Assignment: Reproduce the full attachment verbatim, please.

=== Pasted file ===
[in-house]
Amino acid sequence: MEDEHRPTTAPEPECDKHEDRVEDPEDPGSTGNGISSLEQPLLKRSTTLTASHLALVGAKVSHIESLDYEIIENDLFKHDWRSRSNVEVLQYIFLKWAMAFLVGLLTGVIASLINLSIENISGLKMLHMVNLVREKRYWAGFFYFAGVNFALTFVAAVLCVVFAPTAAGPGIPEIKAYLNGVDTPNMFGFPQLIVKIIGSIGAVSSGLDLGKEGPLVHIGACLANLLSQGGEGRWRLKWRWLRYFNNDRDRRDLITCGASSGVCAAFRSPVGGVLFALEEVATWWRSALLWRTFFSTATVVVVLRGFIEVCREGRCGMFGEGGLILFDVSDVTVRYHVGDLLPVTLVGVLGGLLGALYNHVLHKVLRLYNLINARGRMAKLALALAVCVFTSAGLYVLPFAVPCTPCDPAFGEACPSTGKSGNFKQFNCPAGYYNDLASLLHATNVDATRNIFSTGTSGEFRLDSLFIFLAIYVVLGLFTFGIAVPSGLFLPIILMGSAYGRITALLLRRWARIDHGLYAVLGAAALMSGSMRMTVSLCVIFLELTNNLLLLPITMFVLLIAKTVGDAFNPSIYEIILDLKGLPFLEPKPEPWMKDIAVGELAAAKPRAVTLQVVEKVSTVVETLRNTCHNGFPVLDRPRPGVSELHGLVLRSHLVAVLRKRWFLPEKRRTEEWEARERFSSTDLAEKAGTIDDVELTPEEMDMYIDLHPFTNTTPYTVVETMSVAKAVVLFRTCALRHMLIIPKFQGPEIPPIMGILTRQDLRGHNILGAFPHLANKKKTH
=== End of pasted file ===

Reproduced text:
[in-house]
Amino acid sequence: MEDEHRPTTAPEPECDKHEDRVEDPEDPGSTGNGISSLEQPLLKRSTTLTASHLALVGAKVSHIESLDYEIIENDLFKHDWRSRSNVEVLQYIFLKWAMAFLVGLLTGVIASLINLSIENISGLKMLHMVNLVREKRYWAGFFYFAGVNFALTFVAAVLCVVFAPTAAGPGIPEIKAYLNGVDTPNMFGFPQLIVKIIGSIGAVSSGLDLGKEGPLVHIGACLANLLSQGGEGRWRLKWRWLRYFNNDRDRRDLITCGASSGVCAAFRSPVGGVLFALEEVATWWRSALLWRTFFSTATVVVVLRGFIEVCREGRCGMFGEGGLILFDVSDVTVRYHVGDLLPVTLVGVLGGLLGALYNHVLHKVLRLYNLINARGRMAKLALALAVCVFTSAGLYVLPFAVPCTPCDPAFGEACPSTGKSGNFKQFNCPAGYYNDLASLLHATNVDATRNIFSTGTSGEFRLDSLFIFLAIYVVLGLFTFGIAVPSGLFLPIILMGSAYGRITALLLRRWARIDHGLYAVLGAAALMSGSMRMTVSLCVIFLELTNNLLLLPITMFVLLIAKTVGDAFNPSIYEIILDLKGLPFLEPKPEPWMKDIAVGELAAAKPRAVTLQVVEKVSTVVETLRNTCHNGFPVLDRPRPGVSELHGLVLRSHLVAVLRKRWFLPEKRRTEEWEARERFSSTDLAEKAGTIDDVELTPEEMDMYIDLHPFTNTTPYTVVETMSVAKAVVLFRTCALRHMLIIPKFQGPEIPPIMGILTRQDLRGHNILGAFPHLANKKKTH